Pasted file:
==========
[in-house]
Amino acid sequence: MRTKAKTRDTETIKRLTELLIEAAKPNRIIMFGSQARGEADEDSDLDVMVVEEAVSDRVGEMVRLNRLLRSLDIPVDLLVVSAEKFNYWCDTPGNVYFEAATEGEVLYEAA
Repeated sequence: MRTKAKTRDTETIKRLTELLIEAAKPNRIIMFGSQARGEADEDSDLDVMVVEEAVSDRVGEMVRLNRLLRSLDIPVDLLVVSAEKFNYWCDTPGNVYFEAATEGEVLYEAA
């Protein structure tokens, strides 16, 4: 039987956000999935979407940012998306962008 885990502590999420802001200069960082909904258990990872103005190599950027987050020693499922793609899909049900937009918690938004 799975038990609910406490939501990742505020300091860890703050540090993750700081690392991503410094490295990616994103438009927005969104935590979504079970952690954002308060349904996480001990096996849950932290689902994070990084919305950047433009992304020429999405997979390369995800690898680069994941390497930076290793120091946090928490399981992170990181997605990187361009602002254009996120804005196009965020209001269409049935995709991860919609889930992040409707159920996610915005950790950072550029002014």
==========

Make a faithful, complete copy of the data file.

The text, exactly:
[in-house]
Amino acid sequence: MRTKAKTRDTETIKRLTELLIEAAKPNRIIMFGSQARGEADEDSDLDVMVVEEAVSDRVGEMVRLNRLLRSLDIPVDLLVVSAEKFNYWCDTPGNVYFEAATEGEVLYEAA
Repeated sequence: MRTKAKTRDTETIKRLTELLIEAAKPNRIIMFGSQARGEADEDSDLDVMVVEEAVSDRVGEMVRLNRLLRSLDIPVDLLVVSAEKFNYWCDTPGNVYFEAATEGEVLYEAA
């Protein structure tokens, strides 16, 4: 039987956000999935979407940012998306962008 885990502590999420802001200069960082909904258990990872103005190599950027987050020693499922793609899909049900937009918690938004 799975038990609910406490939501990742505020300091860890703050540090993750700081690392991503410094490295990616994103438009927005969104935590979504079970952690954002308060349904996480001990096996849950932290689902994070990084919305950047433009992304020429999405997979390369995800690898680069994941390497930076290793120091946090928490399981992170990181997605990187361009602002254009996120804005196009965020209001269409049935995709991860919609889930992040409707159920996610915005950790950072550029002014």